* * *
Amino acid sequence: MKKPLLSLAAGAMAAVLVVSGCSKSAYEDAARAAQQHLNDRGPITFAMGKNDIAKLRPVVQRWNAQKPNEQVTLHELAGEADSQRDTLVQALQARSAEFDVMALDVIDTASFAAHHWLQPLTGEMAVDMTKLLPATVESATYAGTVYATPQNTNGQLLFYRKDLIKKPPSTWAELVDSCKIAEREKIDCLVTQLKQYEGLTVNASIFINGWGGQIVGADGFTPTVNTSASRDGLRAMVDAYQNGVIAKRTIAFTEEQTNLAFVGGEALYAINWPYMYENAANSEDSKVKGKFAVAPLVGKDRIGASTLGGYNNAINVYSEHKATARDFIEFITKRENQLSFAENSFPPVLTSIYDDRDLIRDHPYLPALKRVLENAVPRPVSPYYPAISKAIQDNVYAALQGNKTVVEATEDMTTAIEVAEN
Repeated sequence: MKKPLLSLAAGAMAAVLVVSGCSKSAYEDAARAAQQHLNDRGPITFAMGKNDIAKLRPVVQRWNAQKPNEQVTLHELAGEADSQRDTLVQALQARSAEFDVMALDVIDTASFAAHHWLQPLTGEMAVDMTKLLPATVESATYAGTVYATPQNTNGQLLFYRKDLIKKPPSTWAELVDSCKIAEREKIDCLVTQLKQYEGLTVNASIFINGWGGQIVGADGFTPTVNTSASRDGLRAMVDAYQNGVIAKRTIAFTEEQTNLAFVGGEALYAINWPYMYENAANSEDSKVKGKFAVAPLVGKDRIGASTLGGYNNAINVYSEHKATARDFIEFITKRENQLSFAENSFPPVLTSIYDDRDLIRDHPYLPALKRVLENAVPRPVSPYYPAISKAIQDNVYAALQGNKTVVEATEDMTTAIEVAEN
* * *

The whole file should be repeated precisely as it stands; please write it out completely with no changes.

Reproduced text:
Amino acid sequence: MKKPLLSLAAGAMAAVLVVSGCSKSAYEDAARAAQQHLNDRGPITFAMGKNDIAKLRPVVQRWNAQKPNEQVTLHELAGEADSQRDTLVQALQARSAEFDVMALDVIDTASFAAHHWLQPLTGEMAVDMTKLLPATVESATYAGTVYATPQNTNGQLLFYRKDLIKKPPSTWAELVDSCKIAEREKIDCLVTQLKQYEGLTVNASIFINGWGGQIVGADGFTPTVNTSASRDGLRAMVDAYQNGVIAKRTIAFTEEQTNLAFVGGEALYAINWPYMYENAANSEDSKVKGKFAVAPLVGKDRIGASTLGGYNNAINVYSEHKATARDFIEFITKRENQLSFAENSFPPVLTSIYDDRDLIRDHPYLPALKRVLENAVPRPVSPYYPAISKAIQDNVYAALQGNKTVVEATEDMTTAIEVAEN
Repeated sequence: MKKPLLSLAAGAMAAVLVVSGCSKSAYEDAARAAQQHLNDRGPITFAMGKNDIAKLRPVVQRWNAQKPNEQVTLHELAGEADSQRDTLVQALQARSAEFDVMALDVIDTASFAAHHWLQPLTGEMAVDMTKLLPATVESATYAGTVYATPQNTNGQLLFYRKDLIKKPPSTWAELVDSCKIAEREKIDCLVTQLKQYEGLTVNASIFINGWGGQIVGADGFTPTVNTSASRDGLRAMVDAYQNGVIAKRTIAFTEEQTNLAFVGGEALYAINWPYMYENAANSEDSKVKGKFAVAPLVGKDRIGASTLGGYNNAINVYSEHKATARDFIEFITKRENQLSFAENSFPPVLTSIYDDRDLIRDHPYLPALKRVLENAVPRPVSPYYPAISKAIQDNVYAALQGNKTVVEATEDMTTAIEVAEN